North Carolina's speed to get stiffer test
SEP 10, 2012 8:28p ET
The Demon Deacons are dozens and dozens of notches higher up the totem pole than Elon, Carolina's opening-game victims in a 62-0 romp. Wake is faster, bigger, stronger and deeper. Plus, the Deacons may have one of the ACC's best coaches in Jim Grobe, who turned a program that was easily historically the least successful among the major conferences into a competitive one that captured an ACC title six years ago.
UNC found that in falling to the Deacons 28-27 it isn't close to being the team new coach Larry Fedora envisions having in time. But that's part of the learning process when going from a traditional pro style offense to a spread that is predicated on being as fast in between snaps as once a play starts.
It will get tougher this weekend for the Heels, as North Carolina (1-1) heads to No. 19 Louisville (2-0) for a 3:30 p.m. ET kickoff.
Wake is a nice team that likely will play in the postseason, but Louisville is probably the top club in the Big East and a dark horse to make a special run this season. The Cardinals are talented, fast, athletic, can hit and are led by Charlie Strong, who just may be the most sought after coach in the nation this coming winter.
And the game is on the road at a place that has become increasingly rabid in recent years. Papa John's Stadium has grown as the interest in Cardinals football has approached that of the school's basketball program. The obstacles in front of the Heels are many and considerable.
"Speed, speed," Fedora said when asked about what stands out about Louisville. "Especially defensively you can really see them fly around. They can run. They've got two defensive ends that get off on the ball and can go. They can give your quarterbacks a lot of problems. Their secondary, they like to play a lot of man coverage. They're fast."
And that's just him talking about the defense, which doesn't included Cardinals quarterback Teddy Bridgewater, who has passed for 576 yards and two scores in the first two games.
Louisville ripped apart rival Kentucky in the opener. The 32-14 final score isn't indicative of the difference between the teams that day. The Cardinals were a bit flat this past weekend before pulling away from Missouri State.
Perhaps they were thinking ahead to the visit from the Tar Heels. It would make sense, as UNC presents Louisville an opportunity to register a victory that could help its climb up the BCS rankings. UNC is on probation and banned from playing in a bowl this season, but it is a talented team and extremely dangerous to any of its opponents.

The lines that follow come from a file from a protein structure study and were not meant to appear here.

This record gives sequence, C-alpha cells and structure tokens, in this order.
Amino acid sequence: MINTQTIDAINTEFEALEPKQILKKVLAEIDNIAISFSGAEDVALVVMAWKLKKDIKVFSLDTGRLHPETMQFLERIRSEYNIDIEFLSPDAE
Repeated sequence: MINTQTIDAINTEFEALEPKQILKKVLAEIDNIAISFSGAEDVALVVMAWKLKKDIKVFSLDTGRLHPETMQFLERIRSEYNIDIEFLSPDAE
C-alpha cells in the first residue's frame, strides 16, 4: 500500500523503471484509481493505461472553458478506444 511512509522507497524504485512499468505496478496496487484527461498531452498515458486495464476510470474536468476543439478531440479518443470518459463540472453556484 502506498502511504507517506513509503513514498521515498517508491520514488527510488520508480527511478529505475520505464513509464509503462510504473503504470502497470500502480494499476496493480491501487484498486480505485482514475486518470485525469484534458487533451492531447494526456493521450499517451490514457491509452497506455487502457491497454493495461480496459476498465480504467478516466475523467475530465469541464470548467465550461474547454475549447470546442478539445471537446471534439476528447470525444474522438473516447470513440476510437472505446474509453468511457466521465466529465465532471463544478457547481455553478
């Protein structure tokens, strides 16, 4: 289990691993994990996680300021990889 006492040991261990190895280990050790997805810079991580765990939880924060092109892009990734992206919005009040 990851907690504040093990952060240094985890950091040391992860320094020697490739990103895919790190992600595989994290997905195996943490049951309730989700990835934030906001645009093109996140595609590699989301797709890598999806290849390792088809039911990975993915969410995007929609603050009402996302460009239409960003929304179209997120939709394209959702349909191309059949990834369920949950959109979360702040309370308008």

In addition, catching the Tar Heels, who managed to amass 428 total yards vs. the Demon Deacons while allowing 426, including 327 through the air, coming off a one-point loss means the Cardinals expect to get UNC's best effort.
"It was our first taste of adversity with this team, so we're going to learn from everything we did on Saturday and improve…," said UNC quarterback Bryn Renner. "Losing games isn't fun, but we have to swallow it then kind of just move on. I think the biggest thing we can do is bounce back and compete even harder to win the next game."
And Louisville will be ready for Fedora's team, which is why this is such a fascinating challenge for UNC.
UNC likely would be favored on a neutral site. It has more playmakers on both sides of the ball, especially if tailback Gio Bernard is cleared to play, but the Louisville program is humming now that Strong's philosophies are part of the Cardinals' DNA. That change took place not long after Carolina knocked off the Cardinals 14-7 in Chapel Hill last season.
Louisville eventually tied West Virginia for the Big East title and lost a competitive game at N. C. State in the Belk Bowl. The momentum has carried into this season. Carolina knows this is a significant challenge.
"I know how those kids are going to get coached," Fedora said about the Cardinals. "I know what the expectation level will be on that side and I know he'll have them ready to play."